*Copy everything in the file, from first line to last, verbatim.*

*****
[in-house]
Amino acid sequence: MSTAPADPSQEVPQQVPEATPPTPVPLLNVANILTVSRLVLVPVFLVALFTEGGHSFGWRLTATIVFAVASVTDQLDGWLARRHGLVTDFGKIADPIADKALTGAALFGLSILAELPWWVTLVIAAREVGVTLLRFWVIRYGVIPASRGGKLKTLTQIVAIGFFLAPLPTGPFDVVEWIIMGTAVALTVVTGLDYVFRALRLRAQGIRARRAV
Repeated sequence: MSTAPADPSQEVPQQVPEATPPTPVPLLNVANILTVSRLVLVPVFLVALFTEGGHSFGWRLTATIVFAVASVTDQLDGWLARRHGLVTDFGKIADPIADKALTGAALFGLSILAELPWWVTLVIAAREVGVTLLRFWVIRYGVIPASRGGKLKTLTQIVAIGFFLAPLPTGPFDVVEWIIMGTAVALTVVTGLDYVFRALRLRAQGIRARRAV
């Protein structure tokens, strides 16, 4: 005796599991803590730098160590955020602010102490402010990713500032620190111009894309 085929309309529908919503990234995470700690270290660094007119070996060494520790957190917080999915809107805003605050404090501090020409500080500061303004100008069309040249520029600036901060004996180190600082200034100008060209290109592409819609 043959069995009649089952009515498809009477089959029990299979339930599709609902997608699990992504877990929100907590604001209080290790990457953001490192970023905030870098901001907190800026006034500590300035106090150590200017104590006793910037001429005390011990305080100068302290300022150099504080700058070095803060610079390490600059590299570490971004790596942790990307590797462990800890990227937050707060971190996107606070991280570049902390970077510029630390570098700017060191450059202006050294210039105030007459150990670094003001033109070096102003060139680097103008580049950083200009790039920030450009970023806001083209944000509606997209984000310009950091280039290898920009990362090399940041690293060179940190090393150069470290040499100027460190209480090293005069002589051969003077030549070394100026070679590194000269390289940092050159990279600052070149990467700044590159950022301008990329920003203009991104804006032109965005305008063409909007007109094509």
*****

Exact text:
[in-house]
Amino acid sequence: MSTAPADPSQEVPQQVPEATPPTPVPLLNVANILTVSRLVLVPVFLVALFTEGGHSFGWRLTATIVFAVASVTDQLDGWLARRHGLVTDFGKIADPIADKALTGAALFGLSILAELPWWVTLVIAAREVGVTLLRFWVIRYGVIPASRGGKLKTLTQIVAIGFFLAPLPTGPFDVVEWIIMGTAVALTVVTGLDYVFRALRLRAQGIRARRAV
Repeated sequence: MSTAPADPSQEVPQQVPEATPPTPVPLLNVANILTVSRLVLVPVFLVALFTEGGHSFGWRLTATIVFAVASVTDQLDGWLARRHGLVTDFGKIADPIADKALTGAALFGLSILAELPWWVTLVIAAREVGVTLLRFWVIRYGVIPASRGGKLKTLTQIVAIGFFLAPLPTGPFDVVEWIIMGTAVALTVVTGLDYVFRALRLRAQGIRARRAV
């Protein structure tokens, strides 16, 4: 005796599991803590730098160590955020602010102490402010990713500032620190111009894309 085929309309529908919503990234995470700690270290660094007119070996060494520790957190917080999915809107805003605050404090501090020409500080500061303004100008069309040249520029600036901060004996180190600082200034100008060209290109592409819609 043959069995009649089952009515498809009477089959029990299979339930599709609902997608699990992504877990929100907590604001209080290790990457953001490192970023905030870098901001907190800026006034500590300035106090150590200017104590006793910037001429005390011990305080100068302290300022150099504080700058070095803060610079390490600059590299570490971004790596942790990307590797462990800890990227937050707060971190996107606070991280570049902390970077510029630390570098700017060191450059202006050294210039105030007459150990670094003001033109070096102003060139680097103008580049950083200009790039920030450009970023806001083209944000509606997209984000310009950091280039290898920009990362090399940041690293060179940190090393150069470290040499100027460190209480090293005069002589051969003077030549070394100026070679590194000269390289940092050159990279600052070149990467700044590159950022301008990329920003203009991104804006032109965005305008063409909007007109094509």